See, I believe we are living in a world that is more hyper-competitive than ever before. The lives that we live aren’t the same as the ones we post about, and as a result, aren’t an accurate reflection of who we are.

The 10 second Snapchat or Instagram story isn’t one that talks about the tough day we are having; it shows you that the 10 seconds we just recorded are likely better or more funny than the 10 seconds the audience is living when they watch it. This isn’t an authentic representation of what is going on because I think there is a hidden agenda.

I think there is a desired reaction.

Social media is a boasting tool, no longer is it one that simply updates and educates.

As are job descriptions.

Same with dating profiles.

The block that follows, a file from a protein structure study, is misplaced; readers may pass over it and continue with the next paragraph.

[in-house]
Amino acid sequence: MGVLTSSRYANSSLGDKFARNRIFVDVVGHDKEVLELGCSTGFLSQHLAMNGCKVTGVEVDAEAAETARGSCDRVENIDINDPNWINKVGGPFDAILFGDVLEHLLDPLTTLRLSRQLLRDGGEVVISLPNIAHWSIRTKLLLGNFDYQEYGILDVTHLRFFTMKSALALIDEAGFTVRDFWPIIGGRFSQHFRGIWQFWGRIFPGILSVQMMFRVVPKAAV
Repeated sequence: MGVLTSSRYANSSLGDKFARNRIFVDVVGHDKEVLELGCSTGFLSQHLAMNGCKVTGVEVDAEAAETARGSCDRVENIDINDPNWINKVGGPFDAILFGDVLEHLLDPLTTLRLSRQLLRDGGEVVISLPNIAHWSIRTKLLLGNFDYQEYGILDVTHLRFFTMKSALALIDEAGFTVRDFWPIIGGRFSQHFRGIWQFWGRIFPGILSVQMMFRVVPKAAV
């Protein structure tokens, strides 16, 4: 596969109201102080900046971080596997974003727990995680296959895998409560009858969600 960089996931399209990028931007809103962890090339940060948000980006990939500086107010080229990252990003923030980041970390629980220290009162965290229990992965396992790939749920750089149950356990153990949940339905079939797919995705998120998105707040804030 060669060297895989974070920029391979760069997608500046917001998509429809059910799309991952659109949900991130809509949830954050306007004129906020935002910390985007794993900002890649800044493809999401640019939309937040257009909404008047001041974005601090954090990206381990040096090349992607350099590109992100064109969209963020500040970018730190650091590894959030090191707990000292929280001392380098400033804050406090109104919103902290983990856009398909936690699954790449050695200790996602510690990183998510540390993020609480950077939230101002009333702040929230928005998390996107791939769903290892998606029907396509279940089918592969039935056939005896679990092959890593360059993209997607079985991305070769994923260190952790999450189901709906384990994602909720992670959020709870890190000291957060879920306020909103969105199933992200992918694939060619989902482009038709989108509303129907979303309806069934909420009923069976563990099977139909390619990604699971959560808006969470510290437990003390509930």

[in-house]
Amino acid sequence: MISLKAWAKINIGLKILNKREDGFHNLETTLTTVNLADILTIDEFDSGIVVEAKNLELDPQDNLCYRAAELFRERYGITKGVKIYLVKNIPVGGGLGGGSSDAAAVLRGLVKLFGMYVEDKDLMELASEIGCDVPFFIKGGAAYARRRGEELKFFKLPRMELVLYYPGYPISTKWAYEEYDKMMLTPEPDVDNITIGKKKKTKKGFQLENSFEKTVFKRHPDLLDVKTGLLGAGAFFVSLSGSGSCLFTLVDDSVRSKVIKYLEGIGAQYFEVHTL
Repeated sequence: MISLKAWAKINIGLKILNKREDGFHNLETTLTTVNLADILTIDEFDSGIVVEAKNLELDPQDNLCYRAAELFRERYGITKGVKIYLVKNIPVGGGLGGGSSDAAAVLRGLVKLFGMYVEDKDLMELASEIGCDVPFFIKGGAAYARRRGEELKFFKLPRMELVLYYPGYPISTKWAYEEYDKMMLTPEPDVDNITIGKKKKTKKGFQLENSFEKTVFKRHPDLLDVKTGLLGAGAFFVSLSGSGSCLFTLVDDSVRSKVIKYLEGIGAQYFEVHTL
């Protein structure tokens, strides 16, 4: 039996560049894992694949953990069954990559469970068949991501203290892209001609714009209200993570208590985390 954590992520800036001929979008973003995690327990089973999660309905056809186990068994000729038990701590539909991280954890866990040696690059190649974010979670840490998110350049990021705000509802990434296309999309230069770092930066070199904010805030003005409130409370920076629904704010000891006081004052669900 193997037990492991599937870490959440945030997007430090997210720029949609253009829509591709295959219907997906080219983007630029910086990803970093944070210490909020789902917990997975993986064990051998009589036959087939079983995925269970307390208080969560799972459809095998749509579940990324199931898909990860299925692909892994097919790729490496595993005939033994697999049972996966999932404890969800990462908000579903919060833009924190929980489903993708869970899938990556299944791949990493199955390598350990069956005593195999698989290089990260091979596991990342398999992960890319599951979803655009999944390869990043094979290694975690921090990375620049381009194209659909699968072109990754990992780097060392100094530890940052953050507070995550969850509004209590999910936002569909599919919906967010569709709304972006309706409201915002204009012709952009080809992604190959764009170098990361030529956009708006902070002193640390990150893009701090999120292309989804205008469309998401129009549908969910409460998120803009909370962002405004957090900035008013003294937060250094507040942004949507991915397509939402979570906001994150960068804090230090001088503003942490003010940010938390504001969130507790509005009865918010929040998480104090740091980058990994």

Same with profile pages.

Same with conversations about our day.

Same with most things that are outward facing where I need validation.

I need approval. We need to hear that our audience likes our content.

We’re all performers. We’re all on our own stage. And when we’re performing, are we really authentic?

No. Not at all.

If we were authentic, we wouldn’t be presenting. We would be present. Just ‘being’.

But now, here we are. The limelight is constantly on us through social media. We are always on some kind of stage. If you really want me, it seems as though I have to preface what I’m about to say by telling you I’m being authentic.

And I’m not even going to get into the marketing of products and services. Authentic? Maybe, but you’ll absolutely be told so first.